I don't buy this for a couple of reasons. First, her literary hero is Victor Hugo. Hugo wrote larger than life characters, but he also managed to write sympathetic portrayals of characters whose ideals were very different from his own. Second, and this overlaps with the first, she hates her liberal characters with a fiery passion. None of them are good but misguided people. They are all parasites or at best, thugs. The only one she comes close to respecting is the union boss, who is a corrupt gangster who doesn't pretend to be anything but what he is. He at least is strong and she admires strength.

The irony is that she wrote a utopian novel where her capitalist heroes explicitly and deliberately cause a catastrophe which is, if anything, greater than anything in the annals of communism. Her imaginary USA during the capitalist strike resembles the Soviet Union circa 1920 or so, during the civil war and the period of war communism. Can't have an omelet without breaking eggs, I guess. In that respect she has the same mindset as a fanatical Bolshevik.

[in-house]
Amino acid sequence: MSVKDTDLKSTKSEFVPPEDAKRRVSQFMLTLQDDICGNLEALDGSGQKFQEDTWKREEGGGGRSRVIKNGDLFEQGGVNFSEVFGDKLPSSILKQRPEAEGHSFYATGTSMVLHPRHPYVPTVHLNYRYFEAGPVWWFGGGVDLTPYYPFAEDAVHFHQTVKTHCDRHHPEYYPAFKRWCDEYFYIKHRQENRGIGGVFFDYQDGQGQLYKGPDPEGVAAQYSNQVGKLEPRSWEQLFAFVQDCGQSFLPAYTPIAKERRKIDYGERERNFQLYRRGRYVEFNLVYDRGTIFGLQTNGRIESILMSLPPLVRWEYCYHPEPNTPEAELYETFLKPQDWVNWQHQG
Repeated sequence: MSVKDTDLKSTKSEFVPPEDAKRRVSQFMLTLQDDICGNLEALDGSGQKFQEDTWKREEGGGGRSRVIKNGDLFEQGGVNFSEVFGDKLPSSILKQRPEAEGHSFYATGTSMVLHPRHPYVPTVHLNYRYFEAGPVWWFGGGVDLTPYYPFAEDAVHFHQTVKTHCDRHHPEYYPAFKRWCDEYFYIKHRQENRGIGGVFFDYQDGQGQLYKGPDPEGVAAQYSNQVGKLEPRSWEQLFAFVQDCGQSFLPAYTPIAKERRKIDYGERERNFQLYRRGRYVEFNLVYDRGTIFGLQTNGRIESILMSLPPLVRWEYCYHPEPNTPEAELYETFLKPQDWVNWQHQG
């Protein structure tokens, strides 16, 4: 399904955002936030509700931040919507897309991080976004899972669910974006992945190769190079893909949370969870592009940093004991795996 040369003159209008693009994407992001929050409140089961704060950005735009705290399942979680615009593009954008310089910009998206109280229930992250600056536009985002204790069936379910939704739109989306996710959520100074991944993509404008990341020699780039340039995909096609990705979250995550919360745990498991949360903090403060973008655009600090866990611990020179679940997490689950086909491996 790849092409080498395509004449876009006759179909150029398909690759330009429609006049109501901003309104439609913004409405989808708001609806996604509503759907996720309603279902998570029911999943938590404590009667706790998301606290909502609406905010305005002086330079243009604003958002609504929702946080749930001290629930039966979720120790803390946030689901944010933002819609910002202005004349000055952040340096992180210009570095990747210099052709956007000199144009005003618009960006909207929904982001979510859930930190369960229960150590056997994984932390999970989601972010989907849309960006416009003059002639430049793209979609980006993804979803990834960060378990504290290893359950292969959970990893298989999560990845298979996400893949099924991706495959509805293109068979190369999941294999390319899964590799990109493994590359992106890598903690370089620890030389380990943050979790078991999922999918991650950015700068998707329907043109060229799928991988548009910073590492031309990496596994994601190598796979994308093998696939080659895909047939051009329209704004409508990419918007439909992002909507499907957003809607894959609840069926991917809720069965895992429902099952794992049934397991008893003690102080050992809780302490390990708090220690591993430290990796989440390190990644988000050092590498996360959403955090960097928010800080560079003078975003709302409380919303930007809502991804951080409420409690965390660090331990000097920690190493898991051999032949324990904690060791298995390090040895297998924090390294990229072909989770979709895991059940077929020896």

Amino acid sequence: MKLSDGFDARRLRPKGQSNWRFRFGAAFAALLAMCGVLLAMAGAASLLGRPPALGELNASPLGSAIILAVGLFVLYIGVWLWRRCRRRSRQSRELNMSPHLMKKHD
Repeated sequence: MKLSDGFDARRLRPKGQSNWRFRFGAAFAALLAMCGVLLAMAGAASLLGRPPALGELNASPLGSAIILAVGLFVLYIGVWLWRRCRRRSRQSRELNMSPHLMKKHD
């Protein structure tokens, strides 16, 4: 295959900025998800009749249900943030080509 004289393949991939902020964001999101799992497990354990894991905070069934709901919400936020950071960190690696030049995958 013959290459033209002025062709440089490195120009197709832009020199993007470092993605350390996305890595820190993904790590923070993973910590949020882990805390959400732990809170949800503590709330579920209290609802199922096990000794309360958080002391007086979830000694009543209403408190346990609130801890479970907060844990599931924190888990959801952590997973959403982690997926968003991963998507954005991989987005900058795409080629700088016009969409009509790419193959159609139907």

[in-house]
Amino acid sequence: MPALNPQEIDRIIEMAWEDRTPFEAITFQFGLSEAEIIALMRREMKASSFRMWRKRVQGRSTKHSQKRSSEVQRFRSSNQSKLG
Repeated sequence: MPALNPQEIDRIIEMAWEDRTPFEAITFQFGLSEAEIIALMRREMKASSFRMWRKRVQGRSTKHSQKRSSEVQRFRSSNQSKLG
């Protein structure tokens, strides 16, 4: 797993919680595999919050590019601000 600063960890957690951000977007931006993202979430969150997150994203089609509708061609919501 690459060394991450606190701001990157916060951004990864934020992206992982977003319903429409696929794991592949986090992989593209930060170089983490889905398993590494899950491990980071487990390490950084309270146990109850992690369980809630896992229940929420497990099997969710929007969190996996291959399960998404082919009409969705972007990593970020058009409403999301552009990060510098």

I think you failed to understand Atlas Shrugged, if you think the heroes of the story caused a catastrophe. They didn't cause anything, that was the point: They just walked away, and let the rest of humanity experience life without them.

If you dis your auto mechanic, and he refuses to work for you anymore, and after a year without oil changes your engine seizes up, did he destroy your car?

No, you did. He just stopped saving you from yourself.

The world runs on logic, whether you like it or not.

FAIL, right from the get.

On the Road

A seriously great call.

before those, the Hardy Boys were probably as influential as anything.

Encyclopedia Brown, for me.

They just walked away, and let the rest of humanity experience life without them.